Norton’s pushed-around unnamed narrator worships Durden because the guy represents the DGAF edginess he wishes he himself had. (Boy, wouldn’t it be weird if it turned out they’re actually the same person?) But since Fight Club’s release, Pitt’s performance has become a legitimate symbol of the outlaw mindset — he is the prototypical charismatic rebel who plays by his own rules. Sure, the man is a psychopath, but Pitt portrayed him with such flair and sex appeal that even if you recognized that the guy’s meant to be a cautionary tale, there was still something weirdly seductive about him. Alas, most men know we can’t hope to pull off his swagger, so we make ourselves feel better by mocking that machismo. That so many people join in on the joke is a kind of comfort — we’re all laughing at our lack of Durden-ness.
Placing the world of Fight Club in other universes — like, say, a G-rated grade school — is a handy way to goof on the original film’s extremes while acknowledging how unnerving those extremes still are. The brutality of the violence in Fincher’s movie — and the still-pointed observations about class and conformity — remain difficult to process, the societal scabs it picks still fresh. There’s a natural tendency for intellectually disturbing films to prompt us to respond with humor, neutralizing what gets stirred up by falling back on gags. It’s sure a lot easier than grappling with a movie’s troubling ideas head-on.
But sometimes, the homages are much more extensive and subtle, waiting for observant viewers to notice. When Todd Phillips was developing the script for Old School, about a bunch of unremarkable working stiffs who decide to reclaim their lost youth by starting up their own fraternity, he used Fight Club as the model for his satiric bromance. That movie is now 20 years old, but new viewers are still discovering the similarities, posting videos to map out the narrative and thematic connection between the two films. (Ironically, years later critics would draw comparisons between a later Phillips film, Joker, and Fight Club, mostly using Fincher’s movie as a way to bash the Joaquin Phoenix Oscar-winner’s “Are men OK?” portrait.)
Bottoms is hardly the first film to offer a gender-flip Fight Club. For one thing, female fight clubs are a real thing, but back in 2011 Bridesmaids had a funny bit in which the bridesmaids spitball ideas for Lillian’s (Maya Rudolph) shower. Things go in a weird direction once Megan (Melissa McCarthy) suggests a surprise female fight club: “We beat the shit out of her! She’s not gonna forget that.” Megan’s proposal doesn’t go over well, but it was another example of how Fight Club had permeated society, even if the movie’s depiction of violence still wasn’t welcome in polite company. That Megan, the most aggressive and uncouth of the bridesmaids, brings up the idea is telling: She would be the one among that group of ladies to think punching someone would be a great bonding activity.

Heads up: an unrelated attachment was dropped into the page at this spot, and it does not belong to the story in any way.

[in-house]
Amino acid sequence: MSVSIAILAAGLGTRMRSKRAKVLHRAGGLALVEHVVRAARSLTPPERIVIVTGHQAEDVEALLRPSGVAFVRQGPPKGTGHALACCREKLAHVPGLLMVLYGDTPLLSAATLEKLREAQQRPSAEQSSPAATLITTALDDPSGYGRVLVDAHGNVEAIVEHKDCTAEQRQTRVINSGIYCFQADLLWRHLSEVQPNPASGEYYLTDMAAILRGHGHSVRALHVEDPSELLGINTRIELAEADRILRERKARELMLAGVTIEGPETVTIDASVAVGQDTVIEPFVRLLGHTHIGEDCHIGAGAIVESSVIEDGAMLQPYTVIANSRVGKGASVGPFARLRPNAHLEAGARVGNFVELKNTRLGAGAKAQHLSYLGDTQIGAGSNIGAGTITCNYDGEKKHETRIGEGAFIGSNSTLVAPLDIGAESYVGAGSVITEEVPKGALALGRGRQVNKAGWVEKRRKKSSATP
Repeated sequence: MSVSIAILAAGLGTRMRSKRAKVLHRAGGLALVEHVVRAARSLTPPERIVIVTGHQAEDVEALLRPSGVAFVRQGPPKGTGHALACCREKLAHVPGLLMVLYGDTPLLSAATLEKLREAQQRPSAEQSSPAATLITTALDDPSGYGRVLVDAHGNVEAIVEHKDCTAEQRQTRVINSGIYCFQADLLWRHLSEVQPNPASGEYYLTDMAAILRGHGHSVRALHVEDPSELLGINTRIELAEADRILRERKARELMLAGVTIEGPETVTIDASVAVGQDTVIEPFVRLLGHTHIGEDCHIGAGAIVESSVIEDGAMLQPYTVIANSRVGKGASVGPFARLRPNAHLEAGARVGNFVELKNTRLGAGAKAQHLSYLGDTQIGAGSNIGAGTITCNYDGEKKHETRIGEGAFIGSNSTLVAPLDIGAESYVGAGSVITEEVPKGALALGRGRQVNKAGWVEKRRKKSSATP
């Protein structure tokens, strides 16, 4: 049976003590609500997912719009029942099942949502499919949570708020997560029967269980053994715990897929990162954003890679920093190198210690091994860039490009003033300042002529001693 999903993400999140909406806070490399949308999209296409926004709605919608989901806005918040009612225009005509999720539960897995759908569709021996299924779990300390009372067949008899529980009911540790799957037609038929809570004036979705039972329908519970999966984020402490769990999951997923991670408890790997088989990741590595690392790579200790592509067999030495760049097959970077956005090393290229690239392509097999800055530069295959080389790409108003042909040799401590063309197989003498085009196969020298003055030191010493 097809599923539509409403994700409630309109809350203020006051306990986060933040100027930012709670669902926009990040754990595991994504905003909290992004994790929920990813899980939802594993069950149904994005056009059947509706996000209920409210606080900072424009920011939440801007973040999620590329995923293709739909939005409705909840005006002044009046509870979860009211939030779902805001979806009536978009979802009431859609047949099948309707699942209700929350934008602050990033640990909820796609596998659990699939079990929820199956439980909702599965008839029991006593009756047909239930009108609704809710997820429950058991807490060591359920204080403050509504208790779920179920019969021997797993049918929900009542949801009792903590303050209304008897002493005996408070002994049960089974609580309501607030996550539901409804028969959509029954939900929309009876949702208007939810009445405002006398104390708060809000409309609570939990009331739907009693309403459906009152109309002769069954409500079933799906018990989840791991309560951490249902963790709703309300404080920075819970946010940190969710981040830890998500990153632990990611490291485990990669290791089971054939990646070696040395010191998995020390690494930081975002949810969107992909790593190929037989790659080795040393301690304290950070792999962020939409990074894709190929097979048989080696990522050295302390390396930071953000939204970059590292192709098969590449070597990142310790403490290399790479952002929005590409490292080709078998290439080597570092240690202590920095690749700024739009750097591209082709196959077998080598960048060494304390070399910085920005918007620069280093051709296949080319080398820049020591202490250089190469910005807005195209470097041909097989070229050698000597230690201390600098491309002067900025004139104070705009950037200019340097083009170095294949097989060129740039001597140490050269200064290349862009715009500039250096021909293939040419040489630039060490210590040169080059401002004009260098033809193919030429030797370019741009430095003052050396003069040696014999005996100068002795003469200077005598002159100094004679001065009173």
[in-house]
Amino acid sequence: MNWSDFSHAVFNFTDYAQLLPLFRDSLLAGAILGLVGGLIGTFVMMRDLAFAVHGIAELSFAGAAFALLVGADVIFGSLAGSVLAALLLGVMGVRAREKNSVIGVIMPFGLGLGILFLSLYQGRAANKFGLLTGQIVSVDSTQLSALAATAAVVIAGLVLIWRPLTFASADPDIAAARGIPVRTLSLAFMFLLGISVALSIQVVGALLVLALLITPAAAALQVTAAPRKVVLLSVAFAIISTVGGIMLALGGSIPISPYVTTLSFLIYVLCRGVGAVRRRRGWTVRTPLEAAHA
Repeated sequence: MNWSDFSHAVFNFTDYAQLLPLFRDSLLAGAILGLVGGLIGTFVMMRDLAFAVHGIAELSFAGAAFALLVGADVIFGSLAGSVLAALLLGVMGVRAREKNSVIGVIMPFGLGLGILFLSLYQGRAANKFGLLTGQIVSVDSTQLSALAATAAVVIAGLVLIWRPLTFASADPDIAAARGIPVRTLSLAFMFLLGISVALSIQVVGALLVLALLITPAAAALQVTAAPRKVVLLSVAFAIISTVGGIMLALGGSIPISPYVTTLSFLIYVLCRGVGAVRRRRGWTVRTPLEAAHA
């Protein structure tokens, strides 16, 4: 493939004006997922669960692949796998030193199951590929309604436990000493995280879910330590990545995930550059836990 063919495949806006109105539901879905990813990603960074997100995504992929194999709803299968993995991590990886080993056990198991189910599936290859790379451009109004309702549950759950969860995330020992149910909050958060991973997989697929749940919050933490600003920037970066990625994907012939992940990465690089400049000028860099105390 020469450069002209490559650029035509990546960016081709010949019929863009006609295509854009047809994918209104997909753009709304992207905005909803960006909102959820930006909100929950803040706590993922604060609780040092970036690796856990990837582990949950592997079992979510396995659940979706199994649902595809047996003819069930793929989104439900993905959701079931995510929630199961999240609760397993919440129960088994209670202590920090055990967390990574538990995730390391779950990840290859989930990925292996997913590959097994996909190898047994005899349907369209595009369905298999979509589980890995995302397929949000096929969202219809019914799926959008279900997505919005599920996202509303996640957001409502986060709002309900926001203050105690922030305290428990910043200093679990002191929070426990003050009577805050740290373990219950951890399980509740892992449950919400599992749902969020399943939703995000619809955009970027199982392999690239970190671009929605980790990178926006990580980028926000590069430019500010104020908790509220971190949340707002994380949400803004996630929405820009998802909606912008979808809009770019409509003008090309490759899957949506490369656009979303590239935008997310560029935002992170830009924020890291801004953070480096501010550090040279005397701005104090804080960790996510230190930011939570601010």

Seligman’s movie, which doubles as a riff on teen comedies, is one of the rare instances in which a Fight Club reference has a more serious purpose. When the gay teen girls start their club, it’s meant to be a women’s self-defense class, attracting the beautiful cheerleaders they’re crushing on — and, to the girls’ shock, a lot of other classmates, too. Soon, the punching gets out of control, with the characters dealing with broken bones and black eyes. Bottoms doesn’t so much parody Fight Club as it examines its milieu from a female perspective.
“We really just felt like, if we’re going to make a movie about a fight club, it needs to look and feel like a real fight club,” Seligman told IndieWire. “We’re not honoring these characters and the audience that we want to make this for if we’re not truly doing this genre correctly. If we were making a high school comedy and there wasn’t any violence, it would be fine … but this is what these characters choose to do in order to get laid.”
So many of the pop-culture references to Fight Club are about the movie’s depiction of macho behavior and the characters’ inability to feel anything unless they’re pummeling one another. But Bottoms provides a feminist critique, showing how women also need a physical outlet for their emotions — and, like Durden’s buddies, seek sanctuary from an outside world that doesn’t understand them. The dichotomy is striking, though: The Fight Club crew are mad because they think that they’re not respected anymore as men, while the women of Bottoms are legitimately afraid for their lives in an abusive society. If anyone deserves to let off some steam, and shed some blood, it’s the ladies.
Next year will be Fight Club’s 25th anniversary, which is sure to generate tons of essays, oral histories and conversation regarding the film’s lasting impact. The movie has been transformed into myriad memes and remains a popular topic on TikTok. In fact, it’s such a lazy comedic trope that the recent Disney+ series Monsters at Work, based on Monsters, Inc., made a “first rule of Fight Club” joke. It’s funny that a movie that was widely disliked and marginalized at the time has now become such a ubiquitous comedic reference point.
In Fight Club, the whole point of the titular organization is that not everybody knows about it — the exclusivity and the safety it provides these self-pitying men is a large part of its appeal. Well, on some level, we’re now all a part of this subversive movie’s club, happy to be included when, so often in life, we’re not allowed to join some super-cool group. But just remember that Fight Club memes and callbacks wouldn’t remain so popular if, deep down, that movie didn’t still get to us. We goof on Tyler Durden but we also understand his dark allure. Violence is everywhere and it terrifies us. Not Durden: He may be a psychopath, but he has no fear. The rest of us have to resort to jokes.